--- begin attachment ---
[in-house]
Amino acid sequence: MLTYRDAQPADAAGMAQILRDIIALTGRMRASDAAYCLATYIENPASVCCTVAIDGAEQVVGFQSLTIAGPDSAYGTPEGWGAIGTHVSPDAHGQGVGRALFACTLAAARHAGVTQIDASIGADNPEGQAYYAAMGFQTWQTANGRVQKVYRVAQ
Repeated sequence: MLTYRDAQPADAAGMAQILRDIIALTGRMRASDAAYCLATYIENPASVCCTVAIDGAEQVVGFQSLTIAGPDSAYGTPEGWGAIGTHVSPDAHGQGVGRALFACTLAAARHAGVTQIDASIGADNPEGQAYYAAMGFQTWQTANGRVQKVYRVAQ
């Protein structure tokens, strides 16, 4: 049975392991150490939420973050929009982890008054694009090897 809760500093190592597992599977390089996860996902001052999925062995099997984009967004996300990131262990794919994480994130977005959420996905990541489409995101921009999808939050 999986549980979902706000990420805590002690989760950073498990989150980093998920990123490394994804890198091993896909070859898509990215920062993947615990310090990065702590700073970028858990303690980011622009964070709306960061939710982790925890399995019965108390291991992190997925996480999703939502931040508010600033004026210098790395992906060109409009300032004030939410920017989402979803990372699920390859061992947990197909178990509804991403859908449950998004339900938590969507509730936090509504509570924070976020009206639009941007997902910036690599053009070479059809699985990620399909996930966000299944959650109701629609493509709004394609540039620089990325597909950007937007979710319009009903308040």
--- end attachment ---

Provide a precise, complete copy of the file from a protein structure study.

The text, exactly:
[in-house]
Amino acid sequence: MLTYRDAQPADAAGMAQILRDIIALTGRMRASDAAYCLATYIENPASVCCTVAIDGAEQVVGFQSLTIAGPDSAYGTPEGWGAIGTHVSPDAHGQGVGRALFACTLAAARHAGVTQIDASIGADNPEGQAYYAAMGFQTWQTANGRVQKVYRVAQ
Repeated sequence: MLTYRDAQPADAAGMAQILRDIIALTGRMRASDAAYCLATYIENPASVCCTVAIDGAEQVVGFQSLTIAGPDSAYGTPEGWGAIGTHVSPDAHGQGVGRALFACTLAAARHAGVTQIDASIGADNPEGQAYYAAMGFQTWQTANGRVQKVYRVAQ
């Protein structure tokens, strides 16, 4: 049975392991150490939420973050929009982890008054694009090897 809760500093190592597992599977390089996860996902001052999925062995099997984009967004996300990131262990794919994480994130977005959420996905990541489409995101921009999808939050 999986549980979902706000990420805590002690989760950073498990989150980093998920990123490394994804890198091993896909070859898509990215920062993947615990310090990065702590700073970028858990303690980011622009964070709306960061939710982790925890399995019965108390291991992190997925996480999703939502931040508010600033004026210098790395992906060109409009300032004030939410920017989402979803990372699920390859061992947990197909178990509804991403859908449950998004339900938590969507509730936090509504509570924070976020009206639009941007997902910036690599053009070479059809699985990620399909996930966000299944959650109701629609493509709004394609540039620089990325597909950007937007979710319009009903308040």